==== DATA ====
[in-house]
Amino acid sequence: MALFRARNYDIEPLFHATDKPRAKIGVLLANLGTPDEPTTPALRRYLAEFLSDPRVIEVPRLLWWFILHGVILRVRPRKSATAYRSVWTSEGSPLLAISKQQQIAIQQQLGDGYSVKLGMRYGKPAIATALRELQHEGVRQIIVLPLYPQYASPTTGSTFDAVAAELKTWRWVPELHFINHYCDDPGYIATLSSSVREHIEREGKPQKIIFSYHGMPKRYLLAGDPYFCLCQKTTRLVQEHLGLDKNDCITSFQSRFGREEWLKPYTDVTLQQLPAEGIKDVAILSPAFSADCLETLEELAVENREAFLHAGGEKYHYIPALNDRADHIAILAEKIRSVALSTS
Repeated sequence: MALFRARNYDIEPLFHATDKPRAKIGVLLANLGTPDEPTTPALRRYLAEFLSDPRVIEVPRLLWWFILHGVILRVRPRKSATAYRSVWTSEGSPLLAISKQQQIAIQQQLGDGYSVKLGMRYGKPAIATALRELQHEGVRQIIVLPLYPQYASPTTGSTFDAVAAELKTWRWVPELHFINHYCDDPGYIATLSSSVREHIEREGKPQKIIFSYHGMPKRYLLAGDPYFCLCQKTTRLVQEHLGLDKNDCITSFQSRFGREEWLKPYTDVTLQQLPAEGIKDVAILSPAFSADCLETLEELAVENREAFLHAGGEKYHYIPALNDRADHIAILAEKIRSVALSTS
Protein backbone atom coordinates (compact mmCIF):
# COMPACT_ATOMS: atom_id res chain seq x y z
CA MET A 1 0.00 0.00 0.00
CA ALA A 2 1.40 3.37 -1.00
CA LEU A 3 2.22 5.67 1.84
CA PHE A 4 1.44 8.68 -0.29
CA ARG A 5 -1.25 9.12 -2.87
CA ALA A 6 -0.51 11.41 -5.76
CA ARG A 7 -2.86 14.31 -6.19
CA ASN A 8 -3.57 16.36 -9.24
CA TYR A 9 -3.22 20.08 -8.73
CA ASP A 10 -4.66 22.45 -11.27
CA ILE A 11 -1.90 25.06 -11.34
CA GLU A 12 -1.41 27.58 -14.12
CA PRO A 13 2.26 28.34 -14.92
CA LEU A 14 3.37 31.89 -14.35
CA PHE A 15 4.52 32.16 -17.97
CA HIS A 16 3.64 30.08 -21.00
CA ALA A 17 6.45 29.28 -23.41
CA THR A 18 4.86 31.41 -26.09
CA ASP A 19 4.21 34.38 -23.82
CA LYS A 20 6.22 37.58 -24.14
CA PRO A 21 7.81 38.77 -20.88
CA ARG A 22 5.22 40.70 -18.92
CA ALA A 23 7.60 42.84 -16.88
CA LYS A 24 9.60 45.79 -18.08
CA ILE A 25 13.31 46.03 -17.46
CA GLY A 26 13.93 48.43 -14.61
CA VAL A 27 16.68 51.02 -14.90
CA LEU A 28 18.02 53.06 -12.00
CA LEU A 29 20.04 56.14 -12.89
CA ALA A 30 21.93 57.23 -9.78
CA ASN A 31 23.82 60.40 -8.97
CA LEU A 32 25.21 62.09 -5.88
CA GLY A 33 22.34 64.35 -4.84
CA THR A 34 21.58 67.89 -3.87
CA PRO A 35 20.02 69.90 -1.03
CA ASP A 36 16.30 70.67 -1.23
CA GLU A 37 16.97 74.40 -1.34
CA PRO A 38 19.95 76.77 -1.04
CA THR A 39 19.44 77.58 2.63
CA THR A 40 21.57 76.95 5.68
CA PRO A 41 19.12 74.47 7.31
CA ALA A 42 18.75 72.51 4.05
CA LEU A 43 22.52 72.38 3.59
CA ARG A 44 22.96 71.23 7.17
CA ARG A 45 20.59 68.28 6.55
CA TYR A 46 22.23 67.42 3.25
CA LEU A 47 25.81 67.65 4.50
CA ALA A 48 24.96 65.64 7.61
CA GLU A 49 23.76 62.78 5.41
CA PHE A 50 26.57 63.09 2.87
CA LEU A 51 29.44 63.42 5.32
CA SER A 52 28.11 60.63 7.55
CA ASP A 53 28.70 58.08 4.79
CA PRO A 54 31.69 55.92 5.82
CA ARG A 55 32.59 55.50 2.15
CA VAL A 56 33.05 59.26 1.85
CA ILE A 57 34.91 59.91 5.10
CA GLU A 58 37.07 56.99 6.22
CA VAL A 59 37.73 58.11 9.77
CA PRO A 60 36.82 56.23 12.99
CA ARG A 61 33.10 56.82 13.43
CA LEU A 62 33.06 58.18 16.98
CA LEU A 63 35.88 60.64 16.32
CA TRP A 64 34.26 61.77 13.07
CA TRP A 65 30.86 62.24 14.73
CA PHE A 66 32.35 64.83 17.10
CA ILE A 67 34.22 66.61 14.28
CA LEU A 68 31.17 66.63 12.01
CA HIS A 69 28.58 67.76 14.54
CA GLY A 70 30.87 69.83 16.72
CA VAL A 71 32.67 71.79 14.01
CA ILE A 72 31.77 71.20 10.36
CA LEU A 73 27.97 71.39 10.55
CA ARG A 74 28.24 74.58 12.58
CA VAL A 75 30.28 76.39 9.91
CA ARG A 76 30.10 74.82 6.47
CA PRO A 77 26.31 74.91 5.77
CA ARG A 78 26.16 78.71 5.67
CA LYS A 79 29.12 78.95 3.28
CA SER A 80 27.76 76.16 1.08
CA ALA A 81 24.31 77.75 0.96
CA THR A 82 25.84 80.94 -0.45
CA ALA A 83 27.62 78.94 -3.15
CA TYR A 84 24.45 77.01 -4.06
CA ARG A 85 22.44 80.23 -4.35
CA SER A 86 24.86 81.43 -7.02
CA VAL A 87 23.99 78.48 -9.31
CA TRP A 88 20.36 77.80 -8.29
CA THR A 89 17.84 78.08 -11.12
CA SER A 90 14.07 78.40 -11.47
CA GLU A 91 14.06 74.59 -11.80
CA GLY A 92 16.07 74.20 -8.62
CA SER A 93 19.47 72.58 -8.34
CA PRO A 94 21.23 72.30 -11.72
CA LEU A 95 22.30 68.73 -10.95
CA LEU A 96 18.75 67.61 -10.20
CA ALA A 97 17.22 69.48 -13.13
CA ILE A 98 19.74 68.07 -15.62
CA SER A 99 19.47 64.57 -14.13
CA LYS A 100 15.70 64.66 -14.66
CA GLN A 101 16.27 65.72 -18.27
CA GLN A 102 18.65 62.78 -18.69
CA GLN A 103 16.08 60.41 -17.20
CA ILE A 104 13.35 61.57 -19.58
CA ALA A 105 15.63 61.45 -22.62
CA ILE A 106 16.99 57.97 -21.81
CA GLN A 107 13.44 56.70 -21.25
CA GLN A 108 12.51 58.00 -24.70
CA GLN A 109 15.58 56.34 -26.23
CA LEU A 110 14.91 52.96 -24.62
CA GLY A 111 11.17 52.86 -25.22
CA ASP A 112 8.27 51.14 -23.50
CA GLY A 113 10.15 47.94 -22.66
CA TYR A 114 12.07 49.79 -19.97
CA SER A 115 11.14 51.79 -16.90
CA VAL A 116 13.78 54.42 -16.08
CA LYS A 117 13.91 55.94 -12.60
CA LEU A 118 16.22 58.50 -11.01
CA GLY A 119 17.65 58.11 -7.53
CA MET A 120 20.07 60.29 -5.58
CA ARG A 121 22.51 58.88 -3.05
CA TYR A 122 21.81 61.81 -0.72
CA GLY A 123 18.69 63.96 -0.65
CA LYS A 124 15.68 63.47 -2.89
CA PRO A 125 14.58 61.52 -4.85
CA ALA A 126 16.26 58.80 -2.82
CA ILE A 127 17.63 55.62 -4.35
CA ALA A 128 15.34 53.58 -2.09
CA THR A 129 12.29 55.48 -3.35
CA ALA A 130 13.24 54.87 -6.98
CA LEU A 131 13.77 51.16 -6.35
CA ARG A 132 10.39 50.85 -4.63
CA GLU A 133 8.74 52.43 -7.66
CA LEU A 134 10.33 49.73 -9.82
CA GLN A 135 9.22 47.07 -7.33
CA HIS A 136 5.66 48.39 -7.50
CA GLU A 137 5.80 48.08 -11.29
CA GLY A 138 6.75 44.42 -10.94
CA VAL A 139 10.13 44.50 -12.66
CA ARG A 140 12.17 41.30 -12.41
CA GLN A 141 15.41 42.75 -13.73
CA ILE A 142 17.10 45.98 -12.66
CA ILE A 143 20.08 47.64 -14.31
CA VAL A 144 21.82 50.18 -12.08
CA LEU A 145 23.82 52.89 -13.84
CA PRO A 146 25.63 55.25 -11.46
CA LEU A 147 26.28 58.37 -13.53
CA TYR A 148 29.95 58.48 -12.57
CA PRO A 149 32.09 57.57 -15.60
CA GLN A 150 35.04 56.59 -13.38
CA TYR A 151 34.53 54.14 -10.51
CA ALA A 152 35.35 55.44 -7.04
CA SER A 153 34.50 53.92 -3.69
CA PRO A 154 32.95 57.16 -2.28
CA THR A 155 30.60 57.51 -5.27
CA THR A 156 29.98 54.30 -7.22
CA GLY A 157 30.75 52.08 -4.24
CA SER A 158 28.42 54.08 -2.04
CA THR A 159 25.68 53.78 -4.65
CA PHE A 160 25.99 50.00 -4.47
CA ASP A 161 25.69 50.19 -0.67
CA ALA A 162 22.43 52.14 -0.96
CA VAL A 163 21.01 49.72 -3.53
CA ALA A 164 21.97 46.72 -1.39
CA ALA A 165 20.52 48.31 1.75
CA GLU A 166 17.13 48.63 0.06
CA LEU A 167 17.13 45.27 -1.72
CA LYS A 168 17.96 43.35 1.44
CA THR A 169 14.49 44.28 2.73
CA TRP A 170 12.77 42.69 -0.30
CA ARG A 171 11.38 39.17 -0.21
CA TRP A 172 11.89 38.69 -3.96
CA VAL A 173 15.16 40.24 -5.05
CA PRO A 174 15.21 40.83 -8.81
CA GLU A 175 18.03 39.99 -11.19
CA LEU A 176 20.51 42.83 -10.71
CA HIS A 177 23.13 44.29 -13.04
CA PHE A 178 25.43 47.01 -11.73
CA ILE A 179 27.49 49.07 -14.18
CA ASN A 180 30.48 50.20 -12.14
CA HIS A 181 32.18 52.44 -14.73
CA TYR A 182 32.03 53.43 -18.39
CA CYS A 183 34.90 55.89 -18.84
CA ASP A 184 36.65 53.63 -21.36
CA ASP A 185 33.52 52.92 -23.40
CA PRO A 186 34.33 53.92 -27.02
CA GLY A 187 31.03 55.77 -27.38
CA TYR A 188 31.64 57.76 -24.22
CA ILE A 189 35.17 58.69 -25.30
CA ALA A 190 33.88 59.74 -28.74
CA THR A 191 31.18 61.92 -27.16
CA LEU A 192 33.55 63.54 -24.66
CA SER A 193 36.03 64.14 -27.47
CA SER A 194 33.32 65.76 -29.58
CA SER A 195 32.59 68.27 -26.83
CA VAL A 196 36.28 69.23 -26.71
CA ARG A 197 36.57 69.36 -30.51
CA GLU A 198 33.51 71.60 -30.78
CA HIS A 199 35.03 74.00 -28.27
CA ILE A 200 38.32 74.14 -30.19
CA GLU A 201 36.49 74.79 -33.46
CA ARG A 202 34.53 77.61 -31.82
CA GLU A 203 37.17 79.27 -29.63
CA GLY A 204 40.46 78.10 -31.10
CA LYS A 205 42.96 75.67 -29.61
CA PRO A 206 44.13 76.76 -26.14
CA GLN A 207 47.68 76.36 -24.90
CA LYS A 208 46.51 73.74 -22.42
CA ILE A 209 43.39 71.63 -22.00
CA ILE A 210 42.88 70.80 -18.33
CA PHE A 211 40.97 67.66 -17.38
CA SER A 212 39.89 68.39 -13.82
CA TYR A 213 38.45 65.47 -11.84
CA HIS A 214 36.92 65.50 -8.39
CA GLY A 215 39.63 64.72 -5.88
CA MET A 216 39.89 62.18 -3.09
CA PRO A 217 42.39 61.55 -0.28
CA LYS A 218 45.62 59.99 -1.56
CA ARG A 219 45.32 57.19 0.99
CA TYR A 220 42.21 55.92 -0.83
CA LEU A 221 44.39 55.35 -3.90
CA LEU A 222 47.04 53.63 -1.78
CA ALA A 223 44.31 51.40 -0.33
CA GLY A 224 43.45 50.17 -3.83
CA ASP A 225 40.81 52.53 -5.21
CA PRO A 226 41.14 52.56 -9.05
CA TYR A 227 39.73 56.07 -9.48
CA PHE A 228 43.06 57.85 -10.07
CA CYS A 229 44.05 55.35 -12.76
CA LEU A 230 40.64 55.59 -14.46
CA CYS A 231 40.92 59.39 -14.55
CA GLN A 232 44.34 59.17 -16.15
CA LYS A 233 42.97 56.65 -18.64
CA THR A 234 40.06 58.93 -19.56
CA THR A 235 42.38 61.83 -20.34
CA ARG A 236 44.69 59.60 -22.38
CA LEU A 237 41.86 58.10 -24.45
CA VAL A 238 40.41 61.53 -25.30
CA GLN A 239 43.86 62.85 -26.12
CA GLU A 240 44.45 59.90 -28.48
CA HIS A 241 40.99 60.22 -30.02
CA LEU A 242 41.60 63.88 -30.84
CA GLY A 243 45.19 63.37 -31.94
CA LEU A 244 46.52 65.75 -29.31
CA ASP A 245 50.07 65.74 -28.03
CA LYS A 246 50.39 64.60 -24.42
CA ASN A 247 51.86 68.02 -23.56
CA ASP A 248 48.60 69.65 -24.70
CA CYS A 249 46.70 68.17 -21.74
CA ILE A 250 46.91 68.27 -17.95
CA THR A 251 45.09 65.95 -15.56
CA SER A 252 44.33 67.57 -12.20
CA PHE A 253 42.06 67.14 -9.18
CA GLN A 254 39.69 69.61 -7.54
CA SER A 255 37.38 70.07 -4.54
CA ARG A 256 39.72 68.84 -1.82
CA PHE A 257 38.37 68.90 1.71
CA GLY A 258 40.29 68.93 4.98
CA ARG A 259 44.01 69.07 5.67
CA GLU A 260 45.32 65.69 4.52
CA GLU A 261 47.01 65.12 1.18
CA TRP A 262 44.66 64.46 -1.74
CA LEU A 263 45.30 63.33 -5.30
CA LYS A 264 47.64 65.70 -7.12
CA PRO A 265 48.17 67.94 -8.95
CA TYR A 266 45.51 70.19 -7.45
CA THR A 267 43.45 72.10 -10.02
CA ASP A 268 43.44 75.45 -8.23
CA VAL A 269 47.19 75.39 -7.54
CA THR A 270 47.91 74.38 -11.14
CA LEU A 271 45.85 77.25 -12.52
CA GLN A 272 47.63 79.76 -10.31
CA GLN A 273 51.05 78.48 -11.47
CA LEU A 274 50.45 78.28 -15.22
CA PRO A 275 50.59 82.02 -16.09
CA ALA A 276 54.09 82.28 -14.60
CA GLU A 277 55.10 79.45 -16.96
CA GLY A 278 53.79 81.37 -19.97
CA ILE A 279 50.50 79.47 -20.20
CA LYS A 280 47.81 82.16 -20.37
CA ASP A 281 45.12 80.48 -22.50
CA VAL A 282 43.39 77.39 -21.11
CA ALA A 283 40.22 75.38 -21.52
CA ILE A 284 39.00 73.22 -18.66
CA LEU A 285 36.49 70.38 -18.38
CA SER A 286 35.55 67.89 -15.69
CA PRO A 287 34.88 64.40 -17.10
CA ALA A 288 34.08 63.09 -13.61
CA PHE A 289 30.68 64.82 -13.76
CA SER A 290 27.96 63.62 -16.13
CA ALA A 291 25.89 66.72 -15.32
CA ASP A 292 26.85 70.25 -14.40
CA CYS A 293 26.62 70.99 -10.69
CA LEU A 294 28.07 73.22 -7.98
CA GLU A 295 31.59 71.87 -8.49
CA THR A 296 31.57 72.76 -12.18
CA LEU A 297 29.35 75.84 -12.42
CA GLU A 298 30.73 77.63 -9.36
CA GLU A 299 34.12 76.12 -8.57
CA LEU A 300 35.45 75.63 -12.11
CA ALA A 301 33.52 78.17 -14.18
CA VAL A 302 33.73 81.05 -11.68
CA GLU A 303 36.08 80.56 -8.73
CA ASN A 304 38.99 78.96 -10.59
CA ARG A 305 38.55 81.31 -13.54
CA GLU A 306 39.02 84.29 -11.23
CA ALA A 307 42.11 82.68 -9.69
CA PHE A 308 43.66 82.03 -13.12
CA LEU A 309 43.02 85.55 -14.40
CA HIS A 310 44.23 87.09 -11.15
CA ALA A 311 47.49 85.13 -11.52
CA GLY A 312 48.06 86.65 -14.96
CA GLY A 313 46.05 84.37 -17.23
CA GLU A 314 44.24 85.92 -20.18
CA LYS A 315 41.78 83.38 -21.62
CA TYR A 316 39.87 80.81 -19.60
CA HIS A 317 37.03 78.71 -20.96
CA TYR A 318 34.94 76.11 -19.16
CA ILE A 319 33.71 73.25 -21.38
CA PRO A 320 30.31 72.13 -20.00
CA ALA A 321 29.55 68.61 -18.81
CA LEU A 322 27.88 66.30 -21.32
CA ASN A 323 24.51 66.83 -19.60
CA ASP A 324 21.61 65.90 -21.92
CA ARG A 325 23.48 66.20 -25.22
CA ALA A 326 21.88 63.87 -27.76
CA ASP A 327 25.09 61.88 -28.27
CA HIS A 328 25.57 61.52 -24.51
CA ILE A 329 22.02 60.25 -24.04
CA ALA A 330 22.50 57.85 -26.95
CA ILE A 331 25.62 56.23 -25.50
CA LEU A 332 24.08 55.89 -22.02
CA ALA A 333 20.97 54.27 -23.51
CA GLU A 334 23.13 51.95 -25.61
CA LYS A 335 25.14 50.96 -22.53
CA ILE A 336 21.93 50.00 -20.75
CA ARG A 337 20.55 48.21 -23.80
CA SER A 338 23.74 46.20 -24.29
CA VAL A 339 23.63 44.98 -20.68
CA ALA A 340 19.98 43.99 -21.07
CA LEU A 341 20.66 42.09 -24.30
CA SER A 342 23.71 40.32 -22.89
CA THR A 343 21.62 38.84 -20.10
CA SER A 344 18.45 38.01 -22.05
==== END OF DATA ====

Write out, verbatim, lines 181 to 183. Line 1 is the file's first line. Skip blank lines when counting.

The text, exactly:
CA LEU A 176 20.51 42.83 -10.71
CA HIS A 177 23.13 44.29 -13.04
CA PHE A 178 25.43 47.01 -11.73